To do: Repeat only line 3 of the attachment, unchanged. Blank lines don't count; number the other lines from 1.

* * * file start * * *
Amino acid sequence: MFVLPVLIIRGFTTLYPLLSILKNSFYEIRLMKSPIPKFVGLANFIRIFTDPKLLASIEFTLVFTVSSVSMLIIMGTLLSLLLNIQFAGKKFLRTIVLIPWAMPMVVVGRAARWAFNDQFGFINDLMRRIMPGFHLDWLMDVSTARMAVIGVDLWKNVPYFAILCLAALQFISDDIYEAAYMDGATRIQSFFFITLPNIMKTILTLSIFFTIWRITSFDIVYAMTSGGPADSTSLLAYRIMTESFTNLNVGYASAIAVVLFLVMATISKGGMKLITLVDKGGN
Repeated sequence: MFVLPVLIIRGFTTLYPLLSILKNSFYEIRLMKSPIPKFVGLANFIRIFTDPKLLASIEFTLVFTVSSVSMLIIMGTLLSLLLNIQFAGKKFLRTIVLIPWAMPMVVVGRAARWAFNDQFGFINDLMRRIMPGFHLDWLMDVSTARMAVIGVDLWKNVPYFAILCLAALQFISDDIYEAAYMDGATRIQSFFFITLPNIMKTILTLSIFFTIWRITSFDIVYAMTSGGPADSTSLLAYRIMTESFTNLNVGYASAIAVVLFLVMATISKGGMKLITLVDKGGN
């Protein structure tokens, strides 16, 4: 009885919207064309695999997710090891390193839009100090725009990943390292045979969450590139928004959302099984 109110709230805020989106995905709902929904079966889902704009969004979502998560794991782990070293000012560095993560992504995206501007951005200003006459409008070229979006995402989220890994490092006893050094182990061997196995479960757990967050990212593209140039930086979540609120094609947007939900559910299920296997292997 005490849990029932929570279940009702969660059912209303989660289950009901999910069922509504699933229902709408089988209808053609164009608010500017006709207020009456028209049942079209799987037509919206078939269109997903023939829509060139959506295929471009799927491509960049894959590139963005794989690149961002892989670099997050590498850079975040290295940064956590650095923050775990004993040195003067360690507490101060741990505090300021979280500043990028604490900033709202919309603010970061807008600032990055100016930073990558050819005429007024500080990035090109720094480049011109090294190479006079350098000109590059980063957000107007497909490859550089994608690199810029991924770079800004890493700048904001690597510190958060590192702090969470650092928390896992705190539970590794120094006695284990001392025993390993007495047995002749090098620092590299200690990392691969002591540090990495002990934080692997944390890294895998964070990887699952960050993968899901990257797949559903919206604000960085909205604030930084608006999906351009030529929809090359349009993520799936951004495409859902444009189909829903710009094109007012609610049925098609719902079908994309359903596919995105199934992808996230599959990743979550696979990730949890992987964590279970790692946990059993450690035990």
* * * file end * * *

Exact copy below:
């Protein structure tokens, strides 16, 4: 009885919207064309695999997710090891390193839009100090725009990943390292045979969450590139928004959302099984 109110709230805020989106995905709902929904079966889902704009969004979502998560794991782990070293000012560095993560992504995206501007951005200003006459409008070229979006995402989220890994490092006893050094182990061997196995479960757990967050990212593209140039930086979540609120094609947007939900559910299920296997292997 005490849990029932929570279940009702969660059912209303989660289950009901999910069922509504699933229902709408089988209808053609164009608010500017006709207020009456028209049942079209799987037509919206078939269109997903023939829509060139959506295929471009799927491509960049894959590139963005794989690149961002892989670099997050590498850079975040290295940064956590650095923050775990004993040195003067360690507490101060741990505090300021979280500043990028604490900033709202919309603010970061807008600032990055100016930073990558050819005429007024500080990035090109720094480049011109090294190479006079350098000109590059980063957000107007497909490859550089994608690199810029991924770079800004890493700048904001690597510190958060590192702090969470650092928390896992705190539970590794120094006695284990001392025993390993007495047995002749090098620092590299200690990392691969002591540090990495002990934080692997944390890294895998964070990887699952960050993968899901990257797949559903919206604000960085909205604030930084608006999906351009030529929809090359349009993520799936951004495409859902444009189909829903710009094109007012609610049925098609719902079908994309359903596919995105199934992808996230599959990743979550696979990730949890992987964590279970790692946990059993450690035990």